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Best Car Batteries of 2019

We tested 150 of them this year to separate the positives from negatives

Unless you’re stranded with a car that won’t start, you might not think too much about your car’s battery. But car batteries are always on our minds at Consumer Reports, and you can rely on our recommendations to help you pick the best, most affordable one.

We test 150 batteries every year in our lab, charging and discharging them thousands of times to find out how long they’ll last. We put them in a freezer to see how they’ll perform at 0º F and we track how long they’ll last if you leave your headlights on.

Our top-rated batteries score well in our tests and some of them cost less than many of their competitors, says John Banta, CR's test engineer for batteries.

“Price doesn’t necessarily mean better performance,” Banta says. “We’ve got some batteries that are relatively cheap that score very well.”

How We Test

Each year we test two batches of 15 models over six months. For each model, we anonymously buy five examples through a variety of retailers, meaning that we test 150 batteries annually.

CR now has 64 car battery models in our ratings, including some brand-new models that join the ranks and some we retested. We retest newer versions of some models because we've found that performance can vary over time as the construction and formulation of the batteries are tweaked, even when the model name remains the same. This underscores the importance of checking the latest ratings rather than buying based on past experience or word-of-mouth reputation.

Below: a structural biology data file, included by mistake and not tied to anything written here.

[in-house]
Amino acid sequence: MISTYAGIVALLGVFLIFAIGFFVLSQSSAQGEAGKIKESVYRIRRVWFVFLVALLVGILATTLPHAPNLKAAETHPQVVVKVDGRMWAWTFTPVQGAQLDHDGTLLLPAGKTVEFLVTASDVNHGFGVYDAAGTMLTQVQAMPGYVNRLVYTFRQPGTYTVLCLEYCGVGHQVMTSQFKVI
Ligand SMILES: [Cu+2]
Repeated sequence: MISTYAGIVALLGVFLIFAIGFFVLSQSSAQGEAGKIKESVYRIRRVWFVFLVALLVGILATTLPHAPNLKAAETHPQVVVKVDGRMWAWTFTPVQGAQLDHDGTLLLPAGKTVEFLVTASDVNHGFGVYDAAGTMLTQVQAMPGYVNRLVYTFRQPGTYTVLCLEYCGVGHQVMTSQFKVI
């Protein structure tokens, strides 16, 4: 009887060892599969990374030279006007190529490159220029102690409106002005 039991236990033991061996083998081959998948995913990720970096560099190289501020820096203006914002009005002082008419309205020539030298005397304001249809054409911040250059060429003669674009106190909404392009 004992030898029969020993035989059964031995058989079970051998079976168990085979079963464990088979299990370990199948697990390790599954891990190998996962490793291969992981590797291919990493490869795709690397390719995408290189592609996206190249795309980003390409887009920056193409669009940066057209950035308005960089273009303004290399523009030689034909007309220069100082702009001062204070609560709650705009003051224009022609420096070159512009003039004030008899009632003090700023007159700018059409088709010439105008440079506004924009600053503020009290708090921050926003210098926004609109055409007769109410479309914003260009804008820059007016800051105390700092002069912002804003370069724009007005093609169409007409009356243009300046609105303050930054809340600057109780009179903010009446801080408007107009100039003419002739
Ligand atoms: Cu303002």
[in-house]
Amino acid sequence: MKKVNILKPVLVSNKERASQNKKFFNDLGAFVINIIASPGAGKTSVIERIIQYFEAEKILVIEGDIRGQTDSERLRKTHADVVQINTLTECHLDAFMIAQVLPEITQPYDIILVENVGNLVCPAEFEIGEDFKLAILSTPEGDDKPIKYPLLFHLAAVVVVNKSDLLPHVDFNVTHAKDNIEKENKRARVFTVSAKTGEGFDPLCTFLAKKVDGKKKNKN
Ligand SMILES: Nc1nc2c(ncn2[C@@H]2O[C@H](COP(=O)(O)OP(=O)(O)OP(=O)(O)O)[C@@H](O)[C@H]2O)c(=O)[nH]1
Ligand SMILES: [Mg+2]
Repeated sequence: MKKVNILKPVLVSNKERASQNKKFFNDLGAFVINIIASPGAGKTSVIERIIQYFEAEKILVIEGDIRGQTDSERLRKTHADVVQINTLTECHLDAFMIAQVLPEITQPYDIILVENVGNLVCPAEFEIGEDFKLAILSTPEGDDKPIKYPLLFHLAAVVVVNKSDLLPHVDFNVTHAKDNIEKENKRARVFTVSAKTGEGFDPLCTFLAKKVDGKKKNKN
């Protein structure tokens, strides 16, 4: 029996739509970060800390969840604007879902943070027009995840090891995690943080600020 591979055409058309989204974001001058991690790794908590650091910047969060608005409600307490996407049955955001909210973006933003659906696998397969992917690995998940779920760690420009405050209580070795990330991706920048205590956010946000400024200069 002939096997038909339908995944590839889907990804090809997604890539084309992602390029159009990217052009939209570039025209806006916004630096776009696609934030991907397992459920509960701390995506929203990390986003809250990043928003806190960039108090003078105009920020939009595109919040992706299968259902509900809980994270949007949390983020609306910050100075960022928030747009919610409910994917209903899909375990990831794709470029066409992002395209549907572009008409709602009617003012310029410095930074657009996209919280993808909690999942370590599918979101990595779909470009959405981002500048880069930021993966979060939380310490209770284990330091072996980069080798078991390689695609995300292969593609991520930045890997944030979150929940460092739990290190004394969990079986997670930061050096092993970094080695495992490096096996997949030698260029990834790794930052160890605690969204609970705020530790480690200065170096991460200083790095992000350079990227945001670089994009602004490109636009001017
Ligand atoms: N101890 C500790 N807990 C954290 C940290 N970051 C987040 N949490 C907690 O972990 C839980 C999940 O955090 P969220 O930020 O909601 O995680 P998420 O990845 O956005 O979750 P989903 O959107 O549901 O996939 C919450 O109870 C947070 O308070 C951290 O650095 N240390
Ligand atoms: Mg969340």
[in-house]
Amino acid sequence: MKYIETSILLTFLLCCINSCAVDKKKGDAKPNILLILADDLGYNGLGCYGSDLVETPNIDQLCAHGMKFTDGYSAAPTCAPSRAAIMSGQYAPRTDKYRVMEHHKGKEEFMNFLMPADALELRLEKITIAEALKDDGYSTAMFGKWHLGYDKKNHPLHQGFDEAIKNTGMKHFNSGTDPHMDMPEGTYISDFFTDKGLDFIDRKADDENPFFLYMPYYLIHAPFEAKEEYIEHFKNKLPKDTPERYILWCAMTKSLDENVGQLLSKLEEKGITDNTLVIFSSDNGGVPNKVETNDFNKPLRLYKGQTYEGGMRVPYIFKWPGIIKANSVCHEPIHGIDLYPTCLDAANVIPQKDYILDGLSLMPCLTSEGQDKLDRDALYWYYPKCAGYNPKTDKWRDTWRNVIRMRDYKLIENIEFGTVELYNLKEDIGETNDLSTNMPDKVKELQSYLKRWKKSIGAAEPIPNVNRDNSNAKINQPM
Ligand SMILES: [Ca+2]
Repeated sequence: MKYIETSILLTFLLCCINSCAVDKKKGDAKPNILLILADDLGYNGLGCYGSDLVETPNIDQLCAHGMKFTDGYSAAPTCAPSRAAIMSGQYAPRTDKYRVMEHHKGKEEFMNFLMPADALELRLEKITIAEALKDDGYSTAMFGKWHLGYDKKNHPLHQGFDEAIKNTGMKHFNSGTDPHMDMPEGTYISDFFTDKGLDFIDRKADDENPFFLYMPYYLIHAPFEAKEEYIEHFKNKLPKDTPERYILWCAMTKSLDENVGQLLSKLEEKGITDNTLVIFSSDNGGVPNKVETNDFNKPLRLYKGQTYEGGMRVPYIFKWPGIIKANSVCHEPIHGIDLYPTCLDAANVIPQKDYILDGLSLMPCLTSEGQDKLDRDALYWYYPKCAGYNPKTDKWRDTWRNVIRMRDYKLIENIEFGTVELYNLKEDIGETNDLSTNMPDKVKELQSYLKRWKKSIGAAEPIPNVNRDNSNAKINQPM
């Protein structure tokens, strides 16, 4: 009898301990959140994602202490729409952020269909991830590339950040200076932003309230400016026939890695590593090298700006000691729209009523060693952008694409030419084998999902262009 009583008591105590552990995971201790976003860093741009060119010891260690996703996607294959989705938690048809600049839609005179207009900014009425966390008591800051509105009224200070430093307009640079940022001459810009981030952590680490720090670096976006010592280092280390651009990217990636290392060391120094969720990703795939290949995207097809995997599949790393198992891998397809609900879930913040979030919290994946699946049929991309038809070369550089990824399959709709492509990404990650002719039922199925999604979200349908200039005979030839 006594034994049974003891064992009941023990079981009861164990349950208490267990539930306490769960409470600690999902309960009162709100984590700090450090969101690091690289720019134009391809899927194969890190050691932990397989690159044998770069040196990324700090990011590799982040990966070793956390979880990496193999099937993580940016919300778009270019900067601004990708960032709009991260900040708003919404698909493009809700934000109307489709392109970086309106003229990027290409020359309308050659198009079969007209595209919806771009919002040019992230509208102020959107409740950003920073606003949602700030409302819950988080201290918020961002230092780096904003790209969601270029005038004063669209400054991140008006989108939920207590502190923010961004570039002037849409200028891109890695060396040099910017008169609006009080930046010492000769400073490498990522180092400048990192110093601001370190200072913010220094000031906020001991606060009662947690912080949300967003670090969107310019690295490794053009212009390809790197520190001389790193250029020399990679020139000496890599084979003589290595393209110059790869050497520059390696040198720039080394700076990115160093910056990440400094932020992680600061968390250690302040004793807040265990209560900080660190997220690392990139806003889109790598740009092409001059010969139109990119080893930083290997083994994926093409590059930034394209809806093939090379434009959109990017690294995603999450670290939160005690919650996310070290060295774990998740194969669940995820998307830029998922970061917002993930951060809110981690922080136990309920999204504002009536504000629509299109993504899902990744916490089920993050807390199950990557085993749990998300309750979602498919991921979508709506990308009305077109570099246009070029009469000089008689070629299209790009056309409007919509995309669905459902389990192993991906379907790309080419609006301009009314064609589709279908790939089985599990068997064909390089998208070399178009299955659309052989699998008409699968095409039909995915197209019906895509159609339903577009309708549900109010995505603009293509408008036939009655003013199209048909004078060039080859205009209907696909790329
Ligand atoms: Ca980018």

We evaluate batteries in three ways:

More on Car Batteries

Cold-cranking amps (CCA) is a measure of how well the battery starts an engine during extreme cold weather. We use a freezer to simulate winter conditions, cooling batteries to 0° F, and rate batteries based on their performance.

Reserve capacity indicates how long a battery can run a vehicle if the charging system—the alternator, stator, and rotor—fails. It’s also a measure of how long you can accidentally leave the headlights on and still get the car started without needing a jump-start. To test reserve capacity, our engineers measure how long it takes a fully charged battery to be discharged down to 10.5 volts, which is considered to be fully discharged. At that level, the car will be unable to start without a jump-start.

Battery life is measured by repeatedly discharging and recharging at a test temperature of about 167° F for 15 weeks or until performance drops to unacceptable levels. This simulates the hot underhood conditions a battery can face during the summer, the hardest time of year for batteries because of the heat. The higher the score, the longer the battery will be reliable.

Best Car Batteries

Here you'll find the top-performing battery in each category we test: Group 24 & 24F; Group 35; Group 47 (H5); Group 48; Group 49 (H8); Group 51R; and Group 65 car batteries. They are ranked by Overall Score. And we've got advice on the best places to buy a replacement battery.

You'll find information on how to choose the right replacement battery and what group sizes typically fit below the highlighted models.

Top Picks


Reserve capacity


Reserve capacity
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